[Letter to Clara Breed from Fusa Tsumagari, Poston, Arizona, December 27, 1942]
[ bio ]
December 27, 1942
Gift of Elizabeth Y. Yamada
1 letter and envelope from Fusa Tsumagari to Clara Breed + Camp I library report.
December 27, 1942/(Nice sunny day)/Time: 1:30 p.m./Dear Miss Breed,/Thank you ever so much for the lovely Christmas presents. The maroon suede jacket and belt are beautiful and fit me fine. Thanks very much for the "Prince Matchabelli's Ave Maria", the candy, nuts, and powder puff. I really appreciate your thoughtfulness and kindness./This time I am glad that I can be of some help to you, and hope that this letter reaches you before the deadline for your article in the Library Journal. I certainly would like to see your article if and when it is published./Here goes for some of the material you requested about Poston Libraries:/When I received your letter, I asked my brother, who was going down to the library in Camp 1 to go and get all the information that he possibly could. This is what he found./The library system in Poston has two distinct division: the Education Department, and the Poston Free Public Library./The library under the Education Dept. is under the supervision of Miss Ethel Manning, a former California State Library worker in Northern California (Colusa, I believe), whose central Poston school library is in Camp 2. She is being paid the regular W.R.A. salary. The W.R.A. supports only the Education Dept. Library. Miss Manning supervises the distribution of supplies such as books, collateral reading, periodicals, and miscellaneous incidentals./The Poston Free Public Library is classified as "Community Activity under the jurisdiction of Dr. Powell. Miss Findley is head of the library division. Each camp has a separate school and public library; each functions as an independent unit with the policies, system, and regulations made by the Head Librarians and her co-workers./The Japanese Head Public Librarians are:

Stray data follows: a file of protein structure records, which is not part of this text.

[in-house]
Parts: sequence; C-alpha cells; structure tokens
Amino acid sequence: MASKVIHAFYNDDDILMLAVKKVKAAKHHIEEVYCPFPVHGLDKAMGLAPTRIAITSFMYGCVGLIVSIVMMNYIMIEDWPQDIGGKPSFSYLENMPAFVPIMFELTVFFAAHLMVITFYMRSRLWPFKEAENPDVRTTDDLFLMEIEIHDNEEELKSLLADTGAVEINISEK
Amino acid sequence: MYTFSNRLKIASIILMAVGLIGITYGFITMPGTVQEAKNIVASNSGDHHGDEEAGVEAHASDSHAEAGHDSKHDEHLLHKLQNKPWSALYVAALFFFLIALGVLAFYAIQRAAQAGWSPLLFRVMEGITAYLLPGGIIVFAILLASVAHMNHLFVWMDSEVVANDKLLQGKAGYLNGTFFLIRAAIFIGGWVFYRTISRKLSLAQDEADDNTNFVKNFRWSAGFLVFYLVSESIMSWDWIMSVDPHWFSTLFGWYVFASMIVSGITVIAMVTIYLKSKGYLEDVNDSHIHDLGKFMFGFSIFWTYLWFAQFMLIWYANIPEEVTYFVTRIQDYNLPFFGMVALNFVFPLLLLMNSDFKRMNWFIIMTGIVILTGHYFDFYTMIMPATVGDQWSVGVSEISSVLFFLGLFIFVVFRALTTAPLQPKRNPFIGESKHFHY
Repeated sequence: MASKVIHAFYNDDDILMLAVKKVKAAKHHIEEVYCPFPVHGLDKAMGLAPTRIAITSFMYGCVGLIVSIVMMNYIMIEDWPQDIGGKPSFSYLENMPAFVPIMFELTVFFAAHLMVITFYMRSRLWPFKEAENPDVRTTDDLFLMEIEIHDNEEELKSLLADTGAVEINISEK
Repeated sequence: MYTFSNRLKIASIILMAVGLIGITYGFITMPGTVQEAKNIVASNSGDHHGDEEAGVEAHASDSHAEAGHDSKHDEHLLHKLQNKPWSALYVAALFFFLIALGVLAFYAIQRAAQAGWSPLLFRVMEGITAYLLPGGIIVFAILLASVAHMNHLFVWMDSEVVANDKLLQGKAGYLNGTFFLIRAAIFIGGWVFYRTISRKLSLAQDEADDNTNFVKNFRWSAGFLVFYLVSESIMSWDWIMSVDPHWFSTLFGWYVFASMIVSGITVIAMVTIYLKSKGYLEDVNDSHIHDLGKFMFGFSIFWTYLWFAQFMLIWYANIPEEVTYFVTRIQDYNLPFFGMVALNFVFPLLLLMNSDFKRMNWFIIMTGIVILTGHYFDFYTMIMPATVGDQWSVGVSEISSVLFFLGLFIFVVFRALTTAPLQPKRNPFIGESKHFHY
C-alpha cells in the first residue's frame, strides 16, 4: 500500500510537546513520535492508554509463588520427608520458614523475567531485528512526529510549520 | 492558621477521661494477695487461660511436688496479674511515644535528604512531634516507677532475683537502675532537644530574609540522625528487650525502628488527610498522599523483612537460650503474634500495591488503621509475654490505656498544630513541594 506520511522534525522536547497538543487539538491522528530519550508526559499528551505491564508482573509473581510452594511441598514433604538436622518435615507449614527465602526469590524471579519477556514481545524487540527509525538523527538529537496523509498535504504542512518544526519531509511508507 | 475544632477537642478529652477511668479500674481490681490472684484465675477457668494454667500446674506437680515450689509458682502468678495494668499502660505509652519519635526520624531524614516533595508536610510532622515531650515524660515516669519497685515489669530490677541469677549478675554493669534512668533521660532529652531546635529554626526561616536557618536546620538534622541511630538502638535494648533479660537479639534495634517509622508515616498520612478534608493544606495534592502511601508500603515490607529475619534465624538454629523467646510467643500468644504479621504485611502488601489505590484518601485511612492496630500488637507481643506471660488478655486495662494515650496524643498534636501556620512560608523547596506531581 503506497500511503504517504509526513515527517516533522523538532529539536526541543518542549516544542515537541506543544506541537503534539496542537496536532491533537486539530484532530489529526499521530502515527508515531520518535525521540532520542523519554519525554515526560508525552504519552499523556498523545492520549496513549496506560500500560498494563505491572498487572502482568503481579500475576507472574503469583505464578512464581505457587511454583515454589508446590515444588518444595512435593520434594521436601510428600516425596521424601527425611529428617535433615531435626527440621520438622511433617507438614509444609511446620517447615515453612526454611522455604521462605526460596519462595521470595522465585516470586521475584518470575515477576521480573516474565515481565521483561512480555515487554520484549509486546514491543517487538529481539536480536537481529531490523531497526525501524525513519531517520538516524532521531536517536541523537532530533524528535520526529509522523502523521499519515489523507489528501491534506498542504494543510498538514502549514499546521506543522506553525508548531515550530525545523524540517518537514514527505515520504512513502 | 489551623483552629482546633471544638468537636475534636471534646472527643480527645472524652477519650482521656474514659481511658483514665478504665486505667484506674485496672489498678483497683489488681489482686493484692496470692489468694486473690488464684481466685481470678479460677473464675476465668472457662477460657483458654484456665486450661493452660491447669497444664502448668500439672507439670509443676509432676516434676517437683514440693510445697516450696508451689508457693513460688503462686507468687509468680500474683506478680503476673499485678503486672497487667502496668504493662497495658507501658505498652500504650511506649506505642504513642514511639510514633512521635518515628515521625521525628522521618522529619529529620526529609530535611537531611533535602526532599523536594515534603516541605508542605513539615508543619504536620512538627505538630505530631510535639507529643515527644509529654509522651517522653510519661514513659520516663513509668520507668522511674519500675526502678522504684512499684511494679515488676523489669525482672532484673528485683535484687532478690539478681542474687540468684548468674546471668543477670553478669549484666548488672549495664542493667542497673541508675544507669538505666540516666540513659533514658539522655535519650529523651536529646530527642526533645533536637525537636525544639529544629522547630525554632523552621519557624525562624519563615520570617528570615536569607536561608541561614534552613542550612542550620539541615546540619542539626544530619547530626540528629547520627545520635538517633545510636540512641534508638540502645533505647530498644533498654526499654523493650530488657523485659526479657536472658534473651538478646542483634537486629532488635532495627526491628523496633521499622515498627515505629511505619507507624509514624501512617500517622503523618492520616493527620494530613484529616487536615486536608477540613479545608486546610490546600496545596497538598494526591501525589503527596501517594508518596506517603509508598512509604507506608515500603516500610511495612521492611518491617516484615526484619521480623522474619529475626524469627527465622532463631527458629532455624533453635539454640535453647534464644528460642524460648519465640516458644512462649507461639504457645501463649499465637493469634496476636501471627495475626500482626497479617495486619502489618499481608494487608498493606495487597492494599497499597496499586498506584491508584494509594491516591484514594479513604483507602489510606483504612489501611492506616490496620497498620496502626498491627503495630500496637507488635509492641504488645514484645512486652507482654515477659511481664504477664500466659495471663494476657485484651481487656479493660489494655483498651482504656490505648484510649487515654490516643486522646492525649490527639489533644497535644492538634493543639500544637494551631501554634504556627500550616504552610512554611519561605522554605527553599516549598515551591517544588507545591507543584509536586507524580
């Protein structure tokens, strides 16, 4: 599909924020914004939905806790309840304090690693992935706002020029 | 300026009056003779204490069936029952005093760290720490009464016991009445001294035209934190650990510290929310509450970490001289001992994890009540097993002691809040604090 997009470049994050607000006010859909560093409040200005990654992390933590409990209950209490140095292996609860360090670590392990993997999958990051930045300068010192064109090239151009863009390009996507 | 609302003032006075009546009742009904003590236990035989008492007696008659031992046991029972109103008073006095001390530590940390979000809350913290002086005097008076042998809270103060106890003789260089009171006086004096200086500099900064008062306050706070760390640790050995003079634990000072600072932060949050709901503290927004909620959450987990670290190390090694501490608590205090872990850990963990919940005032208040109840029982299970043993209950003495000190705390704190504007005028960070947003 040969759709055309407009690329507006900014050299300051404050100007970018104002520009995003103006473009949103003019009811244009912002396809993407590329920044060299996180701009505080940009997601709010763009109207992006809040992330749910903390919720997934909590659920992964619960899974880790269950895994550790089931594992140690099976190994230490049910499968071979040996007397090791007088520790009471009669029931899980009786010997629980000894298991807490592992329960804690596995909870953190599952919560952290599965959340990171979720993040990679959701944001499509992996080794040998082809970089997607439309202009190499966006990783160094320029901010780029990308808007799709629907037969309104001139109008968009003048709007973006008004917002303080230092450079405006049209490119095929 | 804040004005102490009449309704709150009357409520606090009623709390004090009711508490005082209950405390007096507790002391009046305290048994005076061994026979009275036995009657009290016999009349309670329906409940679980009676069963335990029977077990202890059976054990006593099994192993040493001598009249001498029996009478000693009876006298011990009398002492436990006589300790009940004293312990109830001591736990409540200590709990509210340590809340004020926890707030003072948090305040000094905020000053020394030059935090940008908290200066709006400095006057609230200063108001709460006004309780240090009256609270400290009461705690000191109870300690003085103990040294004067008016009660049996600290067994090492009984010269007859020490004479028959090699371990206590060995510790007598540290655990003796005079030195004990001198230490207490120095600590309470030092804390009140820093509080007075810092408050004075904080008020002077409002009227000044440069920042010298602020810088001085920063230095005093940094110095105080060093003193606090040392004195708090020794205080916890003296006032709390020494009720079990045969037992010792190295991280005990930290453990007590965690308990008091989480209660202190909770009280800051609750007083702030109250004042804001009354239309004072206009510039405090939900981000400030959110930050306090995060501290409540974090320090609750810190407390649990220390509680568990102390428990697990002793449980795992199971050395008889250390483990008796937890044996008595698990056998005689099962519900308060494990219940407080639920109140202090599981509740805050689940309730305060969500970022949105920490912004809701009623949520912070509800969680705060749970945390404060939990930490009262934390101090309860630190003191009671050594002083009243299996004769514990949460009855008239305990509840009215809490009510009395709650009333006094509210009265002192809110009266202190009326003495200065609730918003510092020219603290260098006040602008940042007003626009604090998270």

Camp 1. Mrs. Mabel Ota (of Holtville, Calif. a U.C.L.A. graduate--a very good friend of my sister)/Camp 2. Miss Yuriko Hasegawa/Camp 3. Miss Fumi Shiota/Since the W.R.A. does not aid the Public library all of the books received are gifts from various libraries in California; these are mostly old discards which are still legible, and also donation by people./It seems that both boys and girls prefer "Western Stories." Comic books were extremely popular, but due to the fact that too many children went to the library just to look at Comic books the librarian in Camp 1 has done away with them./They have a Hospital Service in Camp 1 and it seems that patients prefer mystery stories./A popular shelf in the library is "Current Best Sellers." They are rented out at 5 c. a week and are purchased by "Petty Fines."/Newspapers and magazines are donated by individuals who are subscribers. /The books are catalogued according to title, author, and their respective division such as fiction, non fiction, reference etc./I have enclosed some statistics gained from Camp 1 which my brother got. * /The information I got in Camp 3 is quite similar to that of Camp 1, though Camp 1 is much more advanced. /At the present time Camp 3 has about 3100 books. (least of all 3 public libraries) It receives mostly duplicates of Camp 1 and 2 and other books through donation. The membership at present is about 1500 with each person limited to 2 books or magazines for a period of 7 days. /Prior to opening, the librarian and her associates asked for donations. Some gave money, others books. With the money they bought new books. These books are rented out a 5 c. a week until they are paid for. Then, they are put into free circulation. Some of the latest books are: "Storm," " The Pied Piper," "This Above All," "Mary Cary," "The Moon is Down," and "The Sun is My Undoing."
/Camp 3 has most of Children's Books while Camp 1 seems to be lacking them./Most popular among children is Fairy Tales and Comic Books (which they allowed to see--but not check out). The authors most popular with adults are Lutz, Zane Gray, and Faith Baldwin./This library lacks ma
All requests for permission to publish, reproduce, or quote from materials in this collection must be submitted to the Collections Management & Access Unit at the Japanese American National Museum (firstname.lastname@example.org).